Heterosexist propaganda is working on the value and belief systems of children from before the time they are born. Parents select color schemes for rooms, bedding and clothes. Family and friends “need to know” the gender of the baby so that they can buy the appropriate gift. While we may reflect upon American culture and consider that such thinking was most prevalent during the Traditionalist and Boomer generations, we might miss out on some important historical information.
It wasn’t until Ronald Reagan deregulated media during his presidency that children became the target of a full blown onslaught of marketing by manufacturers of toys, food, clothing, and more. Even what many parents might consider to be the innocuous Disney Empire present young children with notions of universally heterosexual relationships and stereotypical (dominant culture-based) notions of beauty. Even such assertive female protagonists as Ariel (Little Mermaid) that have the nerve to disobey powerful characters, ultimately prize the traditional, heterosexual, role of wife. On the other hand, male protagonists are royal, muscular – traditionally male. These same children that were raised on Disney princesses, became tweens and teens flocking to watch the Twilight movies, which feature violent, hyper-masculine love interests for the female lead character.
Jackson Katz, in the film, Tough Guise, describes the evolution of children’s (primarily marketed towards young boys) action figures over the years. Katz describes how the biceps of the GI Joe action figure (when corrected to actual adult proportions) have grown from 12.2″ in the 1960’s to 16.4″ by 1994 to 26.8″ in 1998. In contrast, the beauty norm for women has changed as well, growing slimmer. In the film, Consuming Kids: The Commercialization of Childhood, 2008, the utilization of space in toys stores is described, demonstrating how the marketing of toys to children is extremely gendered. Both these films depict the powerful social and media influences at work that promote the ideals of beauty, gender, and gender role.
Even in our early childhood education centers, the worrisome nature of the gendered ECE workforce means that the early education field has essentially gendered the curriculum, learning environments, and relational expectations that children experience. Absent adult male role models, boys are left particularly vulnerable to the media forces that will shape their roles.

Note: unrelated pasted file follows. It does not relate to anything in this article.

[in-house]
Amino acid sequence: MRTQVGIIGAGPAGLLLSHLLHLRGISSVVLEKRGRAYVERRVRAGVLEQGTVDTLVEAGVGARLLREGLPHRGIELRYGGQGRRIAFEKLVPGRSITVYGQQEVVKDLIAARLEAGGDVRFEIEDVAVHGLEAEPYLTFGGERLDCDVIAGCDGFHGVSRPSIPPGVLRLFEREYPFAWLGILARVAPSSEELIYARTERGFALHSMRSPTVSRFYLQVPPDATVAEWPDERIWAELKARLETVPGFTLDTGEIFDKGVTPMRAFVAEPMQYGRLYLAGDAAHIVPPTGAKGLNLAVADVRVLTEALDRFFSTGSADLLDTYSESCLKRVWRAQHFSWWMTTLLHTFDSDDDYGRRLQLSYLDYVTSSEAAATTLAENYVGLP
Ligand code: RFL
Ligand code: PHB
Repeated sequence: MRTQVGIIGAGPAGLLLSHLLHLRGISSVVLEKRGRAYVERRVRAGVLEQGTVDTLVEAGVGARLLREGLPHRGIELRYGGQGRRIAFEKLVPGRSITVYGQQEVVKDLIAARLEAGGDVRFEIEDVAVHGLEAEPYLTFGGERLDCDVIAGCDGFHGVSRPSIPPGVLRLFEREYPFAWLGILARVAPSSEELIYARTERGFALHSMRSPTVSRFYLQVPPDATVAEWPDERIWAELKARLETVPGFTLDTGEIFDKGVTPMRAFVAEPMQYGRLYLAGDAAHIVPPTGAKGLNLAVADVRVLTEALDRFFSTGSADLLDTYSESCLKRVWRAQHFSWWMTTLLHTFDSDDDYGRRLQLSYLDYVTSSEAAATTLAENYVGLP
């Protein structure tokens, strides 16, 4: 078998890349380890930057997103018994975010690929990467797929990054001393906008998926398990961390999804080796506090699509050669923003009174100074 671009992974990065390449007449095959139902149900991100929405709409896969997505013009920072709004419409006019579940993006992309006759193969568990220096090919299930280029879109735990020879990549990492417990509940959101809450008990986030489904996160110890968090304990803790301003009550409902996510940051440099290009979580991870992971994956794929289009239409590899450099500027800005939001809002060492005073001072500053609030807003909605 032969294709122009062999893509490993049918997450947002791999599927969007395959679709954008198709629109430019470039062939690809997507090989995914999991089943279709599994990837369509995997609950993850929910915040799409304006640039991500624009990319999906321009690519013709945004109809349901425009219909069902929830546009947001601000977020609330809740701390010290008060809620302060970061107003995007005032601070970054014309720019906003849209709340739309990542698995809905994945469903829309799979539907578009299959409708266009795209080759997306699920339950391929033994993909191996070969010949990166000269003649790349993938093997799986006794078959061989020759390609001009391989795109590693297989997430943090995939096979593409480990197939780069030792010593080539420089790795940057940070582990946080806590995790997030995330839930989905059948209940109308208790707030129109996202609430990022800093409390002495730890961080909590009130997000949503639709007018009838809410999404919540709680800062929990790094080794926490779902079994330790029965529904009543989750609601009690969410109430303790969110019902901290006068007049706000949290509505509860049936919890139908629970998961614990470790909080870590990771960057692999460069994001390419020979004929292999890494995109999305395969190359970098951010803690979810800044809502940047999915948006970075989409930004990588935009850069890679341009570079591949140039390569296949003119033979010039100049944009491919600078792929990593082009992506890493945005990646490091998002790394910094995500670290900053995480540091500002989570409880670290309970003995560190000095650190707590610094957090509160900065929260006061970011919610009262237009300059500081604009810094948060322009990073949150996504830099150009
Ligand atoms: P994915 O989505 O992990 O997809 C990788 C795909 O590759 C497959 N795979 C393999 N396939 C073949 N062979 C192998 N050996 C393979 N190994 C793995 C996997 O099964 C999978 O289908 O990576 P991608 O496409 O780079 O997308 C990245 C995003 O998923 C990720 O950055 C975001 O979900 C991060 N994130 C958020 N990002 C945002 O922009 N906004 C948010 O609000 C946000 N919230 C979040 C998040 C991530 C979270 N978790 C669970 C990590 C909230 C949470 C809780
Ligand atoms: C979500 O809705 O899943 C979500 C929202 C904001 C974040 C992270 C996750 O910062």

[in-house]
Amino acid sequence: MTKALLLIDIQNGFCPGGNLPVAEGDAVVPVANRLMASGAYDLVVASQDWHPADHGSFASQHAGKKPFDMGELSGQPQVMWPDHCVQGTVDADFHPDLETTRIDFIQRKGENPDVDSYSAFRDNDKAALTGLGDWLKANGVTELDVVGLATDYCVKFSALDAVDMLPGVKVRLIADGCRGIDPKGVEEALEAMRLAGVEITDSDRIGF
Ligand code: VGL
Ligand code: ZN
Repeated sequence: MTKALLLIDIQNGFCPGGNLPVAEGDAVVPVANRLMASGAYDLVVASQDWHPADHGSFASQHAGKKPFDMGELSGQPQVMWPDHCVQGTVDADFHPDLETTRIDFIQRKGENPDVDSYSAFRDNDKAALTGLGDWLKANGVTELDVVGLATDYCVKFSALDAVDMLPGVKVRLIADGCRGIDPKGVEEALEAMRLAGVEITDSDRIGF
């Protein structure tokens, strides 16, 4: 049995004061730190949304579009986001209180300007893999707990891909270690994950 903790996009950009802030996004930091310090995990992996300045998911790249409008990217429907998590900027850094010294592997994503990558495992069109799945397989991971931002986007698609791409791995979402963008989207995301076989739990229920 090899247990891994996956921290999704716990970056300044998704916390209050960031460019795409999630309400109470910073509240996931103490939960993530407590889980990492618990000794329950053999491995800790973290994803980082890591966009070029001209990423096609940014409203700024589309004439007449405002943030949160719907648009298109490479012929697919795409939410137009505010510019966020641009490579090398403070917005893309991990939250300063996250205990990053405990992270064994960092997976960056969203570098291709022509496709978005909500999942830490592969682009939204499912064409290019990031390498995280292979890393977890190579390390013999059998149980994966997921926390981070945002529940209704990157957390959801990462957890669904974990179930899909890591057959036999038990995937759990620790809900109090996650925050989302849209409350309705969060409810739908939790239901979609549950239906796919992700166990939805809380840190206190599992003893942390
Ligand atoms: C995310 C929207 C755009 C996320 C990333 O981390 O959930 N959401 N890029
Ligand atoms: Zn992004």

Related to the gendered ECE field is the reality that derogatory remarks directed against boys that question their masculinity are much more “loaded” than terms such as tomboy directed against girls. As women begin to approach pay equity (they have already surpassed boys/men in educational attainment), words that associate girls/women to masculine endeavors will continue to become less stigmatizing. Perhaps there is some hope for boys as the term “metrosexual” when applied to men seems to be less stinging, although I have yet to hear it used by a child as a slur.
But there is hope. Wonderful books exist, such as Best Best Colors by Eric Hoffman, Antonio’s Card by Rigoberto Gonzalez, And Tango Makes Three by Justin Richardson and Peter Parnell, Enemy Pie by Derek Munson, Tough Boris by Mem Fox, and the Paper Bag Princess by Robert Munsch (although the Paper Bag Princess is guilty of a different -ism in its use of the word “bum” which may be deemed to be very offensive to those experiencing housing challenges). I would say that these books are important – not simply because they address issues of gender – but because they inspire thoughtful conversations and critical thinking – making them valuable in a simple developmentally appropriate manner. In addition, books such as these, hopefully, will begin to immunize children from the media forces that inspire neither thoughtful conversations nor critical thinking skills in children.
I think it is odd when limiting the discussion of biases that parents might have against homosexual or transgendered individuals when, as a heterosexual male, I also experience biases from parents regularly. I have had my classroom assignment switched (when I was substituting for a woman teacher and found myself co-teaching with another man) because a parent was concerned that two men were working in her daughter’s class (when was the last time a parent complained because two women teachers were working in their son’s classroom?). I have been asked where the teacher was when I was the only adult left at the center at closing time. I have even had a parent withdraw her infant from the program when she saw me changing his diaper. So let’s not limit our discussion to biases against homosexual and transgender individuals.
Films such as Tough Guise, Consuming Kids and Raising Cain (2006) need to be required viewing for early education professionals and teachers.
Until our society can become more enlightened, I continue to encourage early educators to use words such as “big”, “strong” and “brave” when complimenting a boy on exercising prosocial behavior. “That was big of you to give him a turn with the tricycle” often goes a lot further than saying, “That was nice of you to share your tricycle.”
Earp, Jeremy and Barbaro, Adriana (writers). 2008. Consuming kids: the commercialization of childhood. Media Education Foundation.
Katz, Jackson. 2002. Tough guise. Media Education Foundation.
Thompson, Michael (host). 2006. Raising cain. PBS.